A much slower method is using strictly positive reinforcement. All of these incorporate Clicker Training – a click to mark desired behavior followed by a reward (i.e. treat, scratch, relief from work).
1.) You can wait until he stands square and reward that behavior (called “capturing”). However, if your horse routinely does not stand square it will take a much longer period for him to figure out what you are rewarding him for. This is the slowest method for teaching this lesson but can pay big dividends emotionally. *CT
2.) Use a rubber mat as the place for the horse to come to stand for reward. Once he knows to stand on the mat wait until he stands square with the front before rewarding – this is moving from one learned behavior and shaping it to another.
Because your horse knows that standing on the mat gets rewarded, when that behavior doesn’t get rewarded he will try moving around about, trying to figure out what you want. So look to “capture” the desired square behavior. *CT
Teaching a horse to stand on a mat can translate to trailer loading, standing in cross ties, standing for the farrier and standing at the mounting block. It’s a very useful exercise for many practical, everyday human-horse interactions.
3.) Teach your horse to target using his leg. Like Touching Target, this time instead of the nose you are asking for the leg to touch the target. Move the target close to the leg and wait for the horse to naturally move. When he does and accidentally bumps the target, reward with a Click-Treat.
It’s the reverse of you using the tapping whip – instead of you touching the horse, the horse has to reach to touch you. The only reason I didn’t use this exercise for Dante was because when he saw the target he kept moving around to touch it with his nose instead 😉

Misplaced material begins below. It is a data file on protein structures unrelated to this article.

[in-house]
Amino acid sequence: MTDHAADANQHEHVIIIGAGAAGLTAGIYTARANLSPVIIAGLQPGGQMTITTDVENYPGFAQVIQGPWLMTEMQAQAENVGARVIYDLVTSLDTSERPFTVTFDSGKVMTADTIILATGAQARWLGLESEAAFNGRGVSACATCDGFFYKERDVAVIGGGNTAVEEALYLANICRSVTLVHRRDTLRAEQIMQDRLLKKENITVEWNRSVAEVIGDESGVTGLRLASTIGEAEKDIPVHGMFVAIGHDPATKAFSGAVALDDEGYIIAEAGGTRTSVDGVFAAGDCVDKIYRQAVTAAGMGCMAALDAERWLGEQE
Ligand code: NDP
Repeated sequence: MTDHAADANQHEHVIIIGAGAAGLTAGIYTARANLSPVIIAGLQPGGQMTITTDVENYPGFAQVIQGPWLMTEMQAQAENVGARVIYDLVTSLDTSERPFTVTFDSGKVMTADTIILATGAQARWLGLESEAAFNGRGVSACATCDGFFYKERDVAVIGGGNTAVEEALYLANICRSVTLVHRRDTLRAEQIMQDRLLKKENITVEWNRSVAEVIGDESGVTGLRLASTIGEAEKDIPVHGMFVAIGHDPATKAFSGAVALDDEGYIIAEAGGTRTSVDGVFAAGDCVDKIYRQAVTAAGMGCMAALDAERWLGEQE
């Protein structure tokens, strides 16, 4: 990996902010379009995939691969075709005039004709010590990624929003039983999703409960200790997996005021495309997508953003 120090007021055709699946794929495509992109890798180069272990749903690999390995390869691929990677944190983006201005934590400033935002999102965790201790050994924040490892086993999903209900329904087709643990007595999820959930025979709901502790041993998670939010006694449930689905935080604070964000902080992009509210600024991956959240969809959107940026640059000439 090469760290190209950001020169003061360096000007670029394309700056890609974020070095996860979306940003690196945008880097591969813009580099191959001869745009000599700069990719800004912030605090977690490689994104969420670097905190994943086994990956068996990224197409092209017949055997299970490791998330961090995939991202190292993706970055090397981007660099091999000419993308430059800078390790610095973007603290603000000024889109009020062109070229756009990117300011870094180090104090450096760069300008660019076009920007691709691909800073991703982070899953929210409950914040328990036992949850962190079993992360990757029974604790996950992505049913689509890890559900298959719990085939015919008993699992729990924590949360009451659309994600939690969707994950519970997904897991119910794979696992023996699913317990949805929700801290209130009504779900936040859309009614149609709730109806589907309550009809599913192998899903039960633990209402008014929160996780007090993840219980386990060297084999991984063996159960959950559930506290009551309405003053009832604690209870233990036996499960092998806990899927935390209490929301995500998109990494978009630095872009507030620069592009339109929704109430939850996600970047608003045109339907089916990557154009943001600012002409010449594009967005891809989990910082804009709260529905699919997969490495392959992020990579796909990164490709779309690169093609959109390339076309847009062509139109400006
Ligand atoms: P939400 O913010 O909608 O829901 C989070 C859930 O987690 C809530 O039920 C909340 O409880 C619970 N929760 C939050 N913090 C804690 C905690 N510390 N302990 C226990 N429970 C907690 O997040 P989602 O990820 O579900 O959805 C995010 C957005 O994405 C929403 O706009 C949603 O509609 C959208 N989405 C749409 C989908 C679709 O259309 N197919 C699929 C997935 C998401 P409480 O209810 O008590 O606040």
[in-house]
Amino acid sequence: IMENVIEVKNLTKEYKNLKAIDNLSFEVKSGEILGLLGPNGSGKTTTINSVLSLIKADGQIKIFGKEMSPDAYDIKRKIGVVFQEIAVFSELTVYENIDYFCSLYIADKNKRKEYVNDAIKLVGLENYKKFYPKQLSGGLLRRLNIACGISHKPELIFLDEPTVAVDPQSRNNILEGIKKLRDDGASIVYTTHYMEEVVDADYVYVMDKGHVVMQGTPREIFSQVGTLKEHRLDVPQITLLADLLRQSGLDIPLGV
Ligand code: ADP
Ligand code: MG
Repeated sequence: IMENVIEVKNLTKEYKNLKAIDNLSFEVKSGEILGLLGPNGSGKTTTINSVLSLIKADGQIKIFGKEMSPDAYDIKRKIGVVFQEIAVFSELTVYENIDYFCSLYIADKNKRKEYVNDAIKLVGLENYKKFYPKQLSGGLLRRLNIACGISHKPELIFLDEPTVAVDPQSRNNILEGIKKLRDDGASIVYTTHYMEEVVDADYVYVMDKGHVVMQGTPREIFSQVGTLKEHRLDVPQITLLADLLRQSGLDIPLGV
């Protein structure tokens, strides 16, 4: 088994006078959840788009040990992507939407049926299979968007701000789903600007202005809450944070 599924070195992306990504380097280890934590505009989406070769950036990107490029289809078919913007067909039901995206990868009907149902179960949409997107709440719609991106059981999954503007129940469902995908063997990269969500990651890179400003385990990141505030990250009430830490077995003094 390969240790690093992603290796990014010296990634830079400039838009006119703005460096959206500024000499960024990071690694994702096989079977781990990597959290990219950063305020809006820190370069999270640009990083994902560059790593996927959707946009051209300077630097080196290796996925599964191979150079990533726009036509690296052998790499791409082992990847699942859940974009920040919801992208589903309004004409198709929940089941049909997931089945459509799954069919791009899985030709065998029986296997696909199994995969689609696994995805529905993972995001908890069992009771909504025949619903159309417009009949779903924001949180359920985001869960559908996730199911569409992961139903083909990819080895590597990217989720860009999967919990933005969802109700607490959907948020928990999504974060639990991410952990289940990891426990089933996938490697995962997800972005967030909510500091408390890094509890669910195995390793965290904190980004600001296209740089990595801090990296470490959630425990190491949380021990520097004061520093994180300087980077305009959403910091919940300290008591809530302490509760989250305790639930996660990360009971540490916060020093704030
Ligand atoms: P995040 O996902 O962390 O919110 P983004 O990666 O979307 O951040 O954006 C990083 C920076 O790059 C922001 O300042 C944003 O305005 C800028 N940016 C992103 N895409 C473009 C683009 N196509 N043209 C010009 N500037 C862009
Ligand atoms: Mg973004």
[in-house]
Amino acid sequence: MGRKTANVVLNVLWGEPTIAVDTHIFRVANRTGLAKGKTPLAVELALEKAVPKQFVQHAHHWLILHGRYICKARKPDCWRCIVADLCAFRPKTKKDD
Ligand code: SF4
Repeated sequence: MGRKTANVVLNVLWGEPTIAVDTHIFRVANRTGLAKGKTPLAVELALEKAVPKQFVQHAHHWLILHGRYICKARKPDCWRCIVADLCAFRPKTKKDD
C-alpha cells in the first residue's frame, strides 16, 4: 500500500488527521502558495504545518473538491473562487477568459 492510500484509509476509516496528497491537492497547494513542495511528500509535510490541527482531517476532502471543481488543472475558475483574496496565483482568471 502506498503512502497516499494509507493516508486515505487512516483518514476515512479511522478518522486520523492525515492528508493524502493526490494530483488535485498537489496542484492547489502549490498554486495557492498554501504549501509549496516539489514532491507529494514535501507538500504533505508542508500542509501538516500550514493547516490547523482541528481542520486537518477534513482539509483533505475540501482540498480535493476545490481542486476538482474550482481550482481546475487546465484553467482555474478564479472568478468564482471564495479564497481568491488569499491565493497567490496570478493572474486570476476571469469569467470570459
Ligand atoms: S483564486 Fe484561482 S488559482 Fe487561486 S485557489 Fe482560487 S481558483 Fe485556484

The benefit of this exercise is that it can later be shaped into other exercises like Shoulder In, Renvers, Travers, Spanish Walk and lifting a hoof for a handshake or farrier work. *CT
Hindlegs and Forelegs:
Generally, when I cue to move the leg, I expect the hindlegs to go BACK into place. With the forelegs, I bring them FORWARD into place. I usually focus on the hindlegs first, however you might find that he squares the front more easily especially if you are doing Positive Reinforcement training only.
TIPS FOR ALL METHODS
- Keep sessions short; if your horse isn’t “getting it” move him forward at a walk, get him moving freely and after a few minutes of walking ask again for a square halt.
- Don’t keep moving your horse back and forth to the point he gets aggravated. You might want to start with just one leg – or only the hindlegs – when they are correct, reward and move the horse forward.
- Working too long on standing can just make your horse more confused and possibly frustrated. You’ve probably seen this with someone spending a long time in getting their horse to line up to the mounting block to the point the horse becomes more agitated then calm.
- When asking your horse to stand square – make sure you are standing square too! You should have both legs bearing equal weight, and soles to the ground. Horses’ mimic far more then you are aware and this is good reinforcement for you too!
This exercise uses a combination of horse training techniques – I’ve given you a shorthand to where I’ve added what horse trainer’s technique, to give you an idea of how you can also blend complimentary ideas in your own training program:
Bill Dorrance (BD)
Linda Tellington-Jones (TTEAM)
Klaus Hempfling (KFH)
Clicker Training (CT)